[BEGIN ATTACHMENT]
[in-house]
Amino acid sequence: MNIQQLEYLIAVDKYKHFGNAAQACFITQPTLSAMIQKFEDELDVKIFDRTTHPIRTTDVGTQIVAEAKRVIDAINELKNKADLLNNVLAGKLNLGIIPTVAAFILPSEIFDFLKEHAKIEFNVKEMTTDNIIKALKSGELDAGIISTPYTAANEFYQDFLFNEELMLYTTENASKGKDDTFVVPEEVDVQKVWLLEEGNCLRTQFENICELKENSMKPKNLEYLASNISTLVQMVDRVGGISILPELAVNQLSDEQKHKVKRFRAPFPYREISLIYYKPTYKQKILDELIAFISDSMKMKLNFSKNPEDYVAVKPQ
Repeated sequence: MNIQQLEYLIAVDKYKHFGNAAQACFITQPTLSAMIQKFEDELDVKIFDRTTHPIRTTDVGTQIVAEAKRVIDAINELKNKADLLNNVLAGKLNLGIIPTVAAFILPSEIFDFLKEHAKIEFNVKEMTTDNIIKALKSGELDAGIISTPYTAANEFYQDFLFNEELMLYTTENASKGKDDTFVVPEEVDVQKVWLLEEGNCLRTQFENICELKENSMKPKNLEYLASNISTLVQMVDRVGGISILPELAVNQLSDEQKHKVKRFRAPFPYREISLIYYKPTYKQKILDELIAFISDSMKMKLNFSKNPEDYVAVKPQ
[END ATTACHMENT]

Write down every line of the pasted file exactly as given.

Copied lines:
[in-house]
Amino acid sequence: MNIQQLEYLIAVDKYKHFGNAAQACFITQPTLSAMIQKFEDELDVKIFDRTTHPIRTTDVGTQIVAEAKRVIDAINELKNKADLLNNVLAGKLNLGIIPTVAAFILPSEIFDFLKEHAKIEFNVKEMTTDNIIKALKSGELDAGIISTPYTAANEFYQDFLFNEELMLYTTENASKGKDDTFVVPEEVDVQKVWLLEEGNCLRTQFENICELKENSMKPKNLEYLASNISTLVQMVDRVGGISILPELAVNQLSDEQKHKVKRFRAPFPYREISLIYYKPTYKQKILDELIAFISDSMKMKLNFSKNPEDYVAVKPQ
Repeated sequence: MNIQQLEYLIAVDKYKHFGNAAQACFITQPTLSAMIQKFEDELDVKIFDRTTHPIRTTDVGTQIVAEAKRVIDAINELKNKADLLNNVLAGKLNLGIIPTVAAFILPSEIFDFLKEHAKIEFNVKEMTTDNIIKALKSGELDAGIISTPYTAANEFYQDFLFNEELMLYTTENASKGKDDTFVVPEEVDVQKVWLLEEGNCLRTQFENICELKENSMKPKNLEYLASNISTLVQMVDRVGGISILPELAVNQLSDEQKHKVKRFRAPFPYREISLIYYKPTYKQKILDELIAFISDSMKMKLNFSKNPEDYVAVKPQ